"The main industries we are serving are totally different customer bases, and their requirements vary in terms of specifications, machine size, the scale of investment and quantity of machines," Chao says. "We look at the main area that our customers care about and situate ourselves in their shoes to understand the actual requirements. Knowing their needs from the beginning helps us decide on the best and most suitable press machines for their process."
The results are tangible. Chin Fong's group revenue grew 20 per cent from 2011 to hit a record level of HK$1.7 billion last year. This has been sustained in the first half of this year, when group revenue increased by 28.7 per cent from the comparative year-ago level. This performance positions the company strongly for its target to generate HK$2.6 billion in sales by 2016.
Much of this growth is anchored on the mainland - already the largest vehicle market in the world, with some 19 million units manufactured each year. Chin Fong exports more than 50 per cent of its machinery made in Taiwan to the mainland. Production at its 9,900-square-metre plant at the Zhenhai Economic Development Zone in Ningbo is dedicated to the local market.
Chin Fong's 25,387-square-metre main manufacturing facility in Taiwan is supported by three other factories within Changhua county, which, combined, span almost 23,000 square metres. A dedicated facility for heavy industrial machinery is in Taichung Harbour.
The Taiwan factories also cater to the company's global sales network. Chin Fong established a wholly owned distribution subsidiary in the US in 1990. It also had an early start in Southeast Asia, where its subsidiaries are in Indonesia, Malaysia and Thailand. Distribution partners serve the rest of Asia, Europe and the Americas.
With more than 20 service and sales shops in first-class industrial cities, Chin Fong's subsidiaries on the mainland have outpaced the Taiwan headquarters since 2011. This has prompted the company to revitalise the industrial corridor in Huai'an, Jiangsu province, where it started building a new production base last year.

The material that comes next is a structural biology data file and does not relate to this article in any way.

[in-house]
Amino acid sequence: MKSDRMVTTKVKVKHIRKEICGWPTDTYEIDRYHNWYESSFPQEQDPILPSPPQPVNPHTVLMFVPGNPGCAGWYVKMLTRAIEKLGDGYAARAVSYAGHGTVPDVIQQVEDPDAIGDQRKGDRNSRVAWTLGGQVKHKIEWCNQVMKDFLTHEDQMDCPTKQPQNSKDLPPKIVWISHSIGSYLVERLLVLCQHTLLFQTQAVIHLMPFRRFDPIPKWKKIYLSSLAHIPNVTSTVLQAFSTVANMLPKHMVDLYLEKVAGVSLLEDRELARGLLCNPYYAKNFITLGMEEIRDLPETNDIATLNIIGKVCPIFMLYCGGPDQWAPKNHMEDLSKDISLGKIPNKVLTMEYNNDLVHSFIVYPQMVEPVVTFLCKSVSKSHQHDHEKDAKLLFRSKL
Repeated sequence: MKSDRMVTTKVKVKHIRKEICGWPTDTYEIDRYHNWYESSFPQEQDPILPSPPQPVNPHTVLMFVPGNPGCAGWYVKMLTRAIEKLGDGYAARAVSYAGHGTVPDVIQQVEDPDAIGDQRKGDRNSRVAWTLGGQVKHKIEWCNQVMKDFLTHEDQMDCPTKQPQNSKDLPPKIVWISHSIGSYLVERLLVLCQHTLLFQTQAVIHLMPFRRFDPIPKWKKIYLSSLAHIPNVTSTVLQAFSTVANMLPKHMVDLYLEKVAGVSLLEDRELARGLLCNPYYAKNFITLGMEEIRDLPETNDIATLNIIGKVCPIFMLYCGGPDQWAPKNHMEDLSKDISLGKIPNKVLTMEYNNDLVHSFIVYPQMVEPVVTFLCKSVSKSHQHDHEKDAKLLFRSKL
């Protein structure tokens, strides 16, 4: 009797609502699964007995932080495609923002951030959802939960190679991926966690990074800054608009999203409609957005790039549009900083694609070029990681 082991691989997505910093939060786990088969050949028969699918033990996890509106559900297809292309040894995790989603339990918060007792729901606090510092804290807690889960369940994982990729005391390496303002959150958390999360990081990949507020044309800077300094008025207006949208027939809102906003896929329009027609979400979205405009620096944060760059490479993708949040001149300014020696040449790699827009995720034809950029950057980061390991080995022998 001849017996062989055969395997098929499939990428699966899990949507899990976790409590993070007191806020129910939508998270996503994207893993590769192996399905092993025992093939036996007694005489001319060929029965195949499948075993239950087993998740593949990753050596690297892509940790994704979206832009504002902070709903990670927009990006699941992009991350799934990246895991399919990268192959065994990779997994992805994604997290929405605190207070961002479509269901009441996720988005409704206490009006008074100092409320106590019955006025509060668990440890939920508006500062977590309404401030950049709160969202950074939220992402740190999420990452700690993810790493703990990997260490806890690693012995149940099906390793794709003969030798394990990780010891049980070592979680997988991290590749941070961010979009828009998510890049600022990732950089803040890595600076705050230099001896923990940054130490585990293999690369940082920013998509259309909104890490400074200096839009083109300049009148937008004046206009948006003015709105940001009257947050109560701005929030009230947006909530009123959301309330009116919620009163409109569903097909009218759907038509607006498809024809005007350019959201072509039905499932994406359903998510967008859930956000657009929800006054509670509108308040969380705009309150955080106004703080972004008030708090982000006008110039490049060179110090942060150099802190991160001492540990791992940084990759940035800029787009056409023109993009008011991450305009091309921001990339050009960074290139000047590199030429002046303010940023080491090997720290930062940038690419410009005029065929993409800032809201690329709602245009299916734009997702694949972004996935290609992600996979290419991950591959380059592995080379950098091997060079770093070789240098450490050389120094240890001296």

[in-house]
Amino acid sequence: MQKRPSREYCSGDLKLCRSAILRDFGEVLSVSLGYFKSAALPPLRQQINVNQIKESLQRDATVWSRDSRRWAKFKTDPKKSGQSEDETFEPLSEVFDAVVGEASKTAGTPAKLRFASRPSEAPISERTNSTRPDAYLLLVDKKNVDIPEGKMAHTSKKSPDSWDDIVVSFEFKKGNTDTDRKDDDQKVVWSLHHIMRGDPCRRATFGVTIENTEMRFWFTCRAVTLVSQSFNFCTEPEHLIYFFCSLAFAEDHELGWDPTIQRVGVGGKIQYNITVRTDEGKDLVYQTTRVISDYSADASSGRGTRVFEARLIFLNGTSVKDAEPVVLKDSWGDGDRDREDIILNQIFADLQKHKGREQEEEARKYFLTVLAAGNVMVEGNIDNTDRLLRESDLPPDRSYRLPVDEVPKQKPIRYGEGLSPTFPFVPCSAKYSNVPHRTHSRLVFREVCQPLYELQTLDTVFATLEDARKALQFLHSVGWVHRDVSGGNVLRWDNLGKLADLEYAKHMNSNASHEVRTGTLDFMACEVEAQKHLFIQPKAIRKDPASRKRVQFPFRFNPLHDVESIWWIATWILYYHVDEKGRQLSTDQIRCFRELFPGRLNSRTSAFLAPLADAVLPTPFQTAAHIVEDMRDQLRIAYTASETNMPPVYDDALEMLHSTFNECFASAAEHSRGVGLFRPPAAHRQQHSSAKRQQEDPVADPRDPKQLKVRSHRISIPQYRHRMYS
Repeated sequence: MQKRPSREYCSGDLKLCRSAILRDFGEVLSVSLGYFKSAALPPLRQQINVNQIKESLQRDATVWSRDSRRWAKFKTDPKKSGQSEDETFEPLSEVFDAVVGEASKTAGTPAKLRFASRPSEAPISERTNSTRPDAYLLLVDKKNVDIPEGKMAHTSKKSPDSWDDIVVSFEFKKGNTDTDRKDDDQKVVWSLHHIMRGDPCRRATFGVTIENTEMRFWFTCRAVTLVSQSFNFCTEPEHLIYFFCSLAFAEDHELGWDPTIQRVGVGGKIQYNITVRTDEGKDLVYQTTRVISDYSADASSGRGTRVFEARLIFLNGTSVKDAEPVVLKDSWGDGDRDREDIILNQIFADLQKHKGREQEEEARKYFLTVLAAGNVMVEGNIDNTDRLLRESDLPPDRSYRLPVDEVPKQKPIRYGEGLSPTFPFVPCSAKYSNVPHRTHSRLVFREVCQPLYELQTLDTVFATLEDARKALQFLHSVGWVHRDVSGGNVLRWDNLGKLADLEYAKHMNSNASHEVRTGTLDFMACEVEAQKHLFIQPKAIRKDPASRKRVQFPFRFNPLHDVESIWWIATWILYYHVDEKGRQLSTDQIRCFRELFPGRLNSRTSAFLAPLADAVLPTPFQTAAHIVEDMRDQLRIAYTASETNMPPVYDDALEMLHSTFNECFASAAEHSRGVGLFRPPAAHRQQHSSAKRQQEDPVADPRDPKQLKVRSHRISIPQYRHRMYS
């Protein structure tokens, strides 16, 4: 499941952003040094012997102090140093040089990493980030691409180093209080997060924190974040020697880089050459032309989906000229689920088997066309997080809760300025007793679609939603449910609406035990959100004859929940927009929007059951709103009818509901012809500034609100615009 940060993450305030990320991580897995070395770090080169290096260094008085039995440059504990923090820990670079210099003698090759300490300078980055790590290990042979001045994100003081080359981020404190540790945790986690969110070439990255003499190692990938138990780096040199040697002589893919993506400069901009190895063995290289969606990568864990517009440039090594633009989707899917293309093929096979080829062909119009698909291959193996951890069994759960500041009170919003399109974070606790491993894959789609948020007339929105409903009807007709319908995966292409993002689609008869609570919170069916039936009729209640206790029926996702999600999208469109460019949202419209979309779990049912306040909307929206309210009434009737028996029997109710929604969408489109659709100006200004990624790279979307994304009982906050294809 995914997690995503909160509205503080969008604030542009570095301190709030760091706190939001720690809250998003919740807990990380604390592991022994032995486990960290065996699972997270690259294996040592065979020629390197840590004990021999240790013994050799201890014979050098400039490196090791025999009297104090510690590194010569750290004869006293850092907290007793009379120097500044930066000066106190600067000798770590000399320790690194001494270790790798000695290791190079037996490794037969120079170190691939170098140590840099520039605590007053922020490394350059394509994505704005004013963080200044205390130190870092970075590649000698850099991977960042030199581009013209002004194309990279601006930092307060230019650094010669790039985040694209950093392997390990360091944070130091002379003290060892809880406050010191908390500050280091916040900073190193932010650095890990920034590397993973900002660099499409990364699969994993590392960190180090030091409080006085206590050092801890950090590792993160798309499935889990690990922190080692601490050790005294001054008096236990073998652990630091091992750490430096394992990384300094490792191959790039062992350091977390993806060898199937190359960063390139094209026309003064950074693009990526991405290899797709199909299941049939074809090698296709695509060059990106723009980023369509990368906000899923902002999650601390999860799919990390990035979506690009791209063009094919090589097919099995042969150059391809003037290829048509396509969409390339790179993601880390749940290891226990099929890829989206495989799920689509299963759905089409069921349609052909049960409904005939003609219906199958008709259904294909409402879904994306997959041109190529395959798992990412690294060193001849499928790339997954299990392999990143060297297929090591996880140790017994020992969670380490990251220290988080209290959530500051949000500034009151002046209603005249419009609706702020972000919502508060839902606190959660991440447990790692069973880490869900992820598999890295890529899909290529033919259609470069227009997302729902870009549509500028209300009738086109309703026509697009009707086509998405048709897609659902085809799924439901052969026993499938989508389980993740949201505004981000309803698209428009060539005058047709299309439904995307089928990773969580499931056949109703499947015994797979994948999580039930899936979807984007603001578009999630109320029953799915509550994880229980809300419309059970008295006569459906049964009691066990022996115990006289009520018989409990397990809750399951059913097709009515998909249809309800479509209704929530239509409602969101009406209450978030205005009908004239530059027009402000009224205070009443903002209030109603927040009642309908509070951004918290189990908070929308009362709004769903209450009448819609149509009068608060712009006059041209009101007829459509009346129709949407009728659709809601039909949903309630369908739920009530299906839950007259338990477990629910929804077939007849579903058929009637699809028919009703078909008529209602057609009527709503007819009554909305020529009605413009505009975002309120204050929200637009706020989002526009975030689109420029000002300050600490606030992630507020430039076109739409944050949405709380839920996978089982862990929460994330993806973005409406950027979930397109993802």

The expansion, which entails a total investment of about HK$256 million, places Chin Fong as the only prominent machinery business near the Lianyungang harbour, used by many automotive parts manufacturers on the eastern coast.
"This location has long been the pivot point of waterways in China," says Jade Chen, director of sales and marketing at Chin Fong. "The logistics condition for Huai'an is superior because it is at the intersection of four major highways." Huai'an is at the centre of nine provinces and connected to five waterways.
Chin Fong's site in the city is only an hour away from Lianyungang harbour and a six-hour drive from the company's production base in Ningbo. It can be reached in two hours by road from Nanjing, four hours from Shanghai and within eight hours from Beijing. Seven universities and 26 vocational schools provide a rich talent pool for the upcoming facility.
Slated for completion by 2016, Chin Fong's Huai'an plant will occupy 13.67 hectares. It will have separate sections for assembly, painting, machining and welding.
The site has a carrying capacity of 18 tonnes per square metre, a superior level of field resistance that translates to lower construction cost.
It is envisioned to be the production base for the company's middle to large presses such as STD, S2, S4 and SL4 machines. Among the small- to middle-range presses to be produced there are the OCP, G2 and GTX series.
With Chin Fong emerging as the machinery heavyweight in the area, it can count on government support to help realise plans of developing higher value-added products, increasing scale and raising overall profitability through the strategic investment.
Timing is also ripe for burgeoning Southeast Asia, where Chin Fong's top five markets are Thailand, Indonesia, Malaysia, Vietnam and Singapore.
The company is eyeing increased sales in view of rising Japanese investments in the region. Chin Fong is a preferred supplier among Japanese investors due to the high cost-performance ratio of its machines, which meet affordable quality and price considerations for Japanese businesses' foreign installations.
"Running a business such as Chin Fong is like being in a race," Chao says. "Innovations lead us to turning points, so we are very careful in making changes to the products and the business model. This is how we have maintained our leadership."
Chin Fong Machine Industrial